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The Significance of Insignificance

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The Significance of Insignificance

Written by Sarah Vanek.

 

We're drilled as children. As teenagers. As college students. As adults. And It’s always the same question—albeit different forms to match the occasion. You know it most simply as this:

“What do you want to be when you grow up?”

If you’re an indecisive person plagued with a starving need for purpose and meaning, this question likely haunts you, or at least has at some point. Perhaps you ask it every day as you hunt constantly for the answer, though it always seems to elude you.

I’ll confess right now to being one of these haunted people. For years, I’ve asked myself what I want to do with my life. And sometimes, I come up with a solid answer, simply because it feels good to have one. It’s nice to have something to say to everyone who asks. And frankly, it’s nice to have something to say to myself when I ask.

But as I sift through my heart, I’ve found that my true answer is vague—often more vague than I’d like it to be. I can’t put a name to it, but I know it when I see it. I see it in my mind’s eye when I remember the night someone took time to listen with eagerness to my crying heart. I see it as I look back on the many times someone stayed up late just to talk to me and answer my constant flow of questions about life and faith. I see it when I recollect a moment when someone saw straight through the façade I’d kept up for years—straight to the heart underneath that was always trying to be good enough.

That’s it. I want to create those moments for someone else. I want to be the someone who will listen with eagerness. The someone who will stay up late into the night answering questions and giving advice. I want to be the someone who sees through the façades to the starving hearts searching desperately for worth.

It sounds glorious, doesn’t it? Sounds significant—life changing.

But the reality that’s hit me lately is simply that it’s not. It’s not glorious at all. In fact, it’s the opposite. It’s awful. Because those memories are birthed out of sacrifice. And sacrifice hurts.

You see, I wouldn’t have the opportunity to treasure any of those memories if the someones in my life hadn’t chosen to give up their time, their sleep, and their pride to offer something to me. Put another way, the moments that are the most significant to me—the ones that bring tears to my eyes when I remember them—are all because someone else was willing to be insignificant. Because someone else was willing to take a temporary position at a tiny church in the middle of nowhere, and serve my heart there. Because someone else pushed aside work that needed to be done just to ask me about my life, when there was nothing in it for them. Because someone else opened up their home and ministered to my heart, when there was no one around to praise the incredible impact they were making.

These are real stories from my life—real moments with real people. But it would be wrong of me to sit here and give them glory for how they have stepped willingly into painful insignificance for me without pointing to the ultimate act of insignificance. So, let’s ponder it together, you and I.

Over 2,000 years ago now, the God of the Universe descended to our level. He was born, not in a palace, but in a stable. Not to wealthy parents, but to a teenage girl and a carpenter. He grew up working, spending the majority of His life as a carpenter, Himself. And then, at His human prime, He poured His life and all of His time into the people no one else would touch or take a second look at. He chose a rag-tag bunch of young people—among them, fishermen and despised tax-collectors—to carry out His work. Because—let us not forget—He came to die. And when the time came, a carpenter turned Rabbi was belittled into insignificance by the very people who should have caught onto His true identity first. He was brought lower than we can imagine. And, with the dried remnants of someone else’s sticky spit on His face, thorn punctures in His scalp, deep bruises, mangled flesh, and shaking muscles, amidst layers of caked blood, sweat and dust, He drug a piece of wood to the top of a rocky hill. A hill He created.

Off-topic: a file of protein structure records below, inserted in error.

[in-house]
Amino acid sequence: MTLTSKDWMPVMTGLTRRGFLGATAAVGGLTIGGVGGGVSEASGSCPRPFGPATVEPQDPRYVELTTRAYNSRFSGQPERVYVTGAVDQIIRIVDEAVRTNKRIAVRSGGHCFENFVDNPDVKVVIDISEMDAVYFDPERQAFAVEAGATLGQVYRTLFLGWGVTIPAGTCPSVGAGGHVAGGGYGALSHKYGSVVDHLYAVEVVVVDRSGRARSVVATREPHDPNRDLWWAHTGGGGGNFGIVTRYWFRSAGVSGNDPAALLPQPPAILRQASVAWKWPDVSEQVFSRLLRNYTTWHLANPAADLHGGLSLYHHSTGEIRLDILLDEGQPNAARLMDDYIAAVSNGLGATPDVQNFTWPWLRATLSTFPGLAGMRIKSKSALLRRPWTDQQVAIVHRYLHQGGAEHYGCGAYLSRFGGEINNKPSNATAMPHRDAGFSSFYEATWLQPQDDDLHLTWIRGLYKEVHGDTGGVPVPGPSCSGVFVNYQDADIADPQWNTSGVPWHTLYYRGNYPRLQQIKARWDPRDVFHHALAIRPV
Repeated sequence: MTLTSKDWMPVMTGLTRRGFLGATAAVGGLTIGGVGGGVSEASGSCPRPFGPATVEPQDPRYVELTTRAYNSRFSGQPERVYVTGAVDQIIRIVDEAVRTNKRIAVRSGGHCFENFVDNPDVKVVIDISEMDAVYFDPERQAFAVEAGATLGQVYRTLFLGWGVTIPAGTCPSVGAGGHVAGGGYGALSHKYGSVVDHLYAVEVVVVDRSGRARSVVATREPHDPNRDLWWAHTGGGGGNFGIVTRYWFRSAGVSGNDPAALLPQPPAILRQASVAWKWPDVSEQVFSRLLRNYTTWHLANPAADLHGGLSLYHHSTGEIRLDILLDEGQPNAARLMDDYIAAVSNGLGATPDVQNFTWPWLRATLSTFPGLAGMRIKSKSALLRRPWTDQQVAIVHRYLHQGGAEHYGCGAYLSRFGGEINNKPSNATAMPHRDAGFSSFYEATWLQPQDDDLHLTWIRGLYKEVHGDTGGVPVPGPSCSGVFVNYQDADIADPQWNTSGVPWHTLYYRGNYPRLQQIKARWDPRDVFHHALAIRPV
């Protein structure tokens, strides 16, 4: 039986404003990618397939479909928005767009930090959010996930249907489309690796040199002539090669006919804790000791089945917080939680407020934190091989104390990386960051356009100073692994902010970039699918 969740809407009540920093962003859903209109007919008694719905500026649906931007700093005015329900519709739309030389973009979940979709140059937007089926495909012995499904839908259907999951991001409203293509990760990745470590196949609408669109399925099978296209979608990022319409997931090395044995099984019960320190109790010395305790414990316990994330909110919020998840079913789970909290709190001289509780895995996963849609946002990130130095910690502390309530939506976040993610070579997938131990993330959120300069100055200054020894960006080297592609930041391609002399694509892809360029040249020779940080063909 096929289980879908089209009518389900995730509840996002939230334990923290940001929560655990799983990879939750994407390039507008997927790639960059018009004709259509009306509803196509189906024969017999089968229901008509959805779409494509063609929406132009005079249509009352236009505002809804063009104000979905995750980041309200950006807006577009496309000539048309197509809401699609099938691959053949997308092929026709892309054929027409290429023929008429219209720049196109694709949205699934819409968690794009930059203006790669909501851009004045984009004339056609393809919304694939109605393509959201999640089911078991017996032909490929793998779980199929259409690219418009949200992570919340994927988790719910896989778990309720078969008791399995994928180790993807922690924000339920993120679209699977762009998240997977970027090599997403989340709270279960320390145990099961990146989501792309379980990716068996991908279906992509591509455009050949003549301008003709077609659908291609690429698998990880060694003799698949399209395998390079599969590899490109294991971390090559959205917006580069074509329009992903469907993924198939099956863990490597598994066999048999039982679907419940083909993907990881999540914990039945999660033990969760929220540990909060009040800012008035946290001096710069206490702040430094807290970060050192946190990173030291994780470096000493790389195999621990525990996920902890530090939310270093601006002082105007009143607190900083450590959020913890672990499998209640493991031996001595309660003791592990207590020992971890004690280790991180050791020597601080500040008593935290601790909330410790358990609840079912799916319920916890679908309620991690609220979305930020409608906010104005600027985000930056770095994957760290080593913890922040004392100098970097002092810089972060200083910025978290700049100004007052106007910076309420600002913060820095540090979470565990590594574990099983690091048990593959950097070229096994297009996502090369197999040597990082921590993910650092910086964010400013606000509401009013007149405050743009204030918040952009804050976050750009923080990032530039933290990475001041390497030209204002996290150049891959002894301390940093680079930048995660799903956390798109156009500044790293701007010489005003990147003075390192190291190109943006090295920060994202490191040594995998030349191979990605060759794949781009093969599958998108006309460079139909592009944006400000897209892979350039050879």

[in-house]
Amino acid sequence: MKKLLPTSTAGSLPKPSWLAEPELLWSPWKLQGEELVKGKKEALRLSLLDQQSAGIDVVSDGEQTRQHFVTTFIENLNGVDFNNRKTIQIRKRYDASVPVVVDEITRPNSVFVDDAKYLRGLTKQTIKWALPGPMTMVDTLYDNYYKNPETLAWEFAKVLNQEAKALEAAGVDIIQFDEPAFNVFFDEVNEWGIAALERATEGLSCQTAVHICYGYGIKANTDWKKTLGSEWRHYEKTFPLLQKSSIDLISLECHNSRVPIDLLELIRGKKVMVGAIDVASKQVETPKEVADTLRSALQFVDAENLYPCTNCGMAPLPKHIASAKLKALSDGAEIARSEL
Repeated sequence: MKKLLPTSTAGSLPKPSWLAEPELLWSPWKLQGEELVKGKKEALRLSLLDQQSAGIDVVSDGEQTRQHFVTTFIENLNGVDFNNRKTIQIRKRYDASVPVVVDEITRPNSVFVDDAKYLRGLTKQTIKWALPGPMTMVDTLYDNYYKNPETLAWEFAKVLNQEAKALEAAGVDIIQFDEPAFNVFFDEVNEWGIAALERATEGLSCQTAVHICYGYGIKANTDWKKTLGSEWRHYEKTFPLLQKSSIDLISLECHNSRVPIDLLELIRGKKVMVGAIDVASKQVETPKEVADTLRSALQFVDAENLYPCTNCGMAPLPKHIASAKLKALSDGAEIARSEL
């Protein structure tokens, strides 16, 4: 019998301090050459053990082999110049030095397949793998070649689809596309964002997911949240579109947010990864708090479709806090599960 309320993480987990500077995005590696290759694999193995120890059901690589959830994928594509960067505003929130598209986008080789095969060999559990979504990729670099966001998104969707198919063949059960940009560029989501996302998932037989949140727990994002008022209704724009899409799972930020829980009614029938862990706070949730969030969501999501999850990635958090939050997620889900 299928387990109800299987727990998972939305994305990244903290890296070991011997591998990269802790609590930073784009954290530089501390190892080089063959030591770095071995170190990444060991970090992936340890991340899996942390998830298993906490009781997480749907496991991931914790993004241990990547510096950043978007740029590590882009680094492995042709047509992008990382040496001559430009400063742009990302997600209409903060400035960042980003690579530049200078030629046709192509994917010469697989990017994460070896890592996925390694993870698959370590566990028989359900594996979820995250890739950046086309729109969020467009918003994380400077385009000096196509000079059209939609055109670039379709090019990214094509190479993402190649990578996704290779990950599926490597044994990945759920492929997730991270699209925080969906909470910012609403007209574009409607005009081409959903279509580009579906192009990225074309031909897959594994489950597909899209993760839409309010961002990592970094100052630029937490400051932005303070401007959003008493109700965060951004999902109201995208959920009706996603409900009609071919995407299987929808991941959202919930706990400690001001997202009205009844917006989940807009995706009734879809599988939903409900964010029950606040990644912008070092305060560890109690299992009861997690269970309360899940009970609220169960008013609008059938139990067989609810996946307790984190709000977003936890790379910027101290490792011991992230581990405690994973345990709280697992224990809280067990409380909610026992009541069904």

And there, His nerves were crushed by nails, sending unbelievable pain up his arms as He was hung on a tree. His shoulders, pulled out of joint. His mangled back scratched repeatedly as He had to push up on nailed feet, ripping through the flesh just to breathe. And breathe for what? So that He could say: “Father, forgive them.”

That’s the Savior of the world right there. The personal Savior of you and I, if we choose to accept Him. The most significant Person ever to live, made the most insignificant one for us.

Arguably, what seemed to be an insignificant moment in history at the time, turned out to be the most significant of all time. And that rag-tag bunch of young adults went on to do seemingly insignificant things. They planted churches. Wrote letters to encourage others. And, eventually died brutal deaths. Yet, the significance of what they did lasts to this day, over two thousand years later.

So, don’t underestimate the power of insignificance, my friends. Because, if you look closely, I think you’ll find that life is found in losing it. Joy is found in sacrifice. And significance is found in insignificance.

Don’t believe me? Take Jesus’ Word for it.

“For whoever wishes to save his life will lose it; but whoever loses his life for My sake will find it.” – Matthew 16:25

Don’t spend your life searching for significance. If you do, you’re sure to miss it. Instead, step into painful insignificance with joy. Those moments just might be the most significant of all.

 

Photo by Jenna Hamra from Pexels

 

 

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Shame's Greatest Enemy

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Shame's Greatest Enemy

Written by Hannah Schneider.

 

Shame...